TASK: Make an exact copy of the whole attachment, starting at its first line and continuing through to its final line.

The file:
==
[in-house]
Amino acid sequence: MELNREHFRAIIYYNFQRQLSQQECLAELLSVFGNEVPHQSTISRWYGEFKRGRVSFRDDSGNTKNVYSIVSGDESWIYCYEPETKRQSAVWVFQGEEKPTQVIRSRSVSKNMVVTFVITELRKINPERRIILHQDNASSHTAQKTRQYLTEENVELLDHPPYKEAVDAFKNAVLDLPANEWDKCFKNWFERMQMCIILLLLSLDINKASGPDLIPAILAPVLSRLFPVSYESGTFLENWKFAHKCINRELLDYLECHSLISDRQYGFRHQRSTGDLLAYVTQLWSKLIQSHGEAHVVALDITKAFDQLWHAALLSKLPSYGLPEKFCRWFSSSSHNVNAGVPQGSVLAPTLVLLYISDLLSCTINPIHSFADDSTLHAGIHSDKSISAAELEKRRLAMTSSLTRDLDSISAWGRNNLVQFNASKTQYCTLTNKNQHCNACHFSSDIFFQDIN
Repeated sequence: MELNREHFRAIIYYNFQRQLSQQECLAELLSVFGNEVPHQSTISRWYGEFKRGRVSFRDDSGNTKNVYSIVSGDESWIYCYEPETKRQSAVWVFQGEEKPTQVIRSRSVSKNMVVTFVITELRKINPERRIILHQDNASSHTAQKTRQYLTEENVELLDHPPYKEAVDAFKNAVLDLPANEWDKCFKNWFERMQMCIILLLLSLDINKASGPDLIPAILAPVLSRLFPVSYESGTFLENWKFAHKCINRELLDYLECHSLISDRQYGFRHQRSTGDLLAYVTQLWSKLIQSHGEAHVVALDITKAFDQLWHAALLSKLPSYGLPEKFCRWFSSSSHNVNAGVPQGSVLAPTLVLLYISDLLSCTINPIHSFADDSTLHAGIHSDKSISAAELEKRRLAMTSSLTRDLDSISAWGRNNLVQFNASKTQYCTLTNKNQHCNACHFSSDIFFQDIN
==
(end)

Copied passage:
[in-house]
Amino acid sequence: MELNREHFRAIIYYNFQRQLSQQECLAELLSVFGNEVPHQSTISRWYGEFKRGRVSFRDDSGNTKNVYSIVSGDESWIYCYEPETKRQSAVWVFQGEEKPTQVIRSRSVSKNMVVTFVITELRKINPERRIILHQDNASSHTAQKTRQYLTEENVELLDHPPYKEAVDAFKNAVLDLPANEWDKCFKNWFERMQMCIILLLLSLDINKASGPDLIPAILAPVLSRLFPVSYESGTFLENWKFAHKCINRELLDYLECHSLISDRQYGFRHQRSTGDLLAYVTQLWSKLIQSHGEAHVVALDITKAFDQLWHAALLSKLPSYGLPEKFCRWFSSSSHNVNAGVPQGSVLAPTLVLLYISDLLSCTINPIHSFADDSTLHAGIHSDKSISAAELEKRRLAMTSSLTRDLDSISAWGRNNLVQFNASKTQYCTLTNKNQHCNACHFSSDIFFQDIN
Repeated sequence: MELNREHFRAIIYYNFQRQLSQQECLAELLSVFGNEVPHQSTISRWYGEFKRGRVSFRDDSGNTKNVYSIVSGDESWIYCYEPETKRQSAVWVFQGEEKPTQVIRSRSVSKNMVVTFVITELRKINPERRIILHQDNASSHTAQKTRQYLTEENVELLDHPPYKEAVDAFKNAVLDLPANEWDKCFKNWFERMQMCIILLLLSLDINKASGPDLIPAILAPVLSRLFPVSYESGTFLENWKFAHKCINRELLDYLECHSLISDRQYGFRHQRSTGDLLAYVTQLWSKLIQSHGEAHVVALDITKAFDQLWHAALLSKLPSYGLPEKFCRWFSSSSHNVNAGVPQGSVLAPTLVLLYISDLLSCTINPIHSFADDSTLHAGIHSDKSISAAELEKRRLAMTSSLTRDLDSISAWGRNNLVQFNASKTQYCTLTNKNQHCNACHFSSDIFFQDIN